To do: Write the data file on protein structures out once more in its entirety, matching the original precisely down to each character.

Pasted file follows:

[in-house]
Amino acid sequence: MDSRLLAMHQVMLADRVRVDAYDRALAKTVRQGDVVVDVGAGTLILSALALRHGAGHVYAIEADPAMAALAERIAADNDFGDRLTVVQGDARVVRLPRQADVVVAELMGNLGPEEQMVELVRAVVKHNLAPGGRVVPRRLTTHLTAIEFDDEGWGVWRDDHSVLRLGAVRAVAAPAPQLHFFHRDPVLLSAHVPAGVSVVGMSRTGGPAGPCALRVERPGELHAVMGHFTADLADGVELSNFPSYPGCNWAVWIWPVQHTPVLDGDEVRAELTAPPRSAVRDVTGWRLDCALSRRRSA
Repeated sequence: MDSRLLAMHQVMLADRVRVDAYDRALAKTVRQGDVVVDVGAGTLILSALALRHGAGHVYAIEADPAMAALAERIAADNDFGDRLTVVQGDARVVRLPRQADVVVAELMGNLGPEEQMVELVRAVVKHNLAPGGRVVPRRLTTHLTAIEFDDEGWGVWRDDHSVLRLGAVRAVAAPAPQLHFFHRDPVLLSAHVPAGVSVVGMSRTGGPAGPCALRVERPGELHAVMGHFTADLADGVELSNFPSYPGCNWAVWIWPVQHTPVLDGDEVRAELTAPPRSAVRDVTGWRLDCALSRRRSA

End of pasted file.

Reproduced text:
[in-house]
Amino acid sequence: MDSRLLAMHQVMLADRVRVDAYDRALAKTVRQGDVVVDVGAGTLILSALALRHGAGHVYAIEADPAMAALAERIAADNDFGDRLTVVQGDARVVRLPRQADVVVAELMGNLGPEEQMVELVRAVVKHNLAPGGRVVPRRLTTHLTAIEFDDEGWGVWRDDHSVLRLGAVRAVAAPAPQLHFFHRDPVLLSAHVPAGVSVVGMSRTGGPAGPCALRVERPGELHAVMGHFTADLADGVELSNFPSYPGCNWAVWIWPVQHTPVLDGDEVRAELTAPPRSAVRDVTGWRLDCALSRRRSA
Repeated sequence: MDSRLLAMHQVMLADRVRVDAYDRALAKTVRQGDVVVDVGAGTLILSALALRHGAGHVYAIEADPAMAALAERIAADNDFGDRLTVVQGDARVVRLPRQADVVVAELMGNLGPEEQMVELVRAVVKHNLAPGGRVVPRRLTTHLTAIEFDDEGWGVWRDDHSVLRLGAVRAVAAPAPQLHFFHRDPVLLSAHVPAGVSVVGMSRTGGPAGPCALRVERPGELHAVMGHFTADLADGVELSNFPSYPGCNWAVWIWPVQHTPVLDGDEVRAELTAPPRSAVRDVTGWRLDCALSRRRSA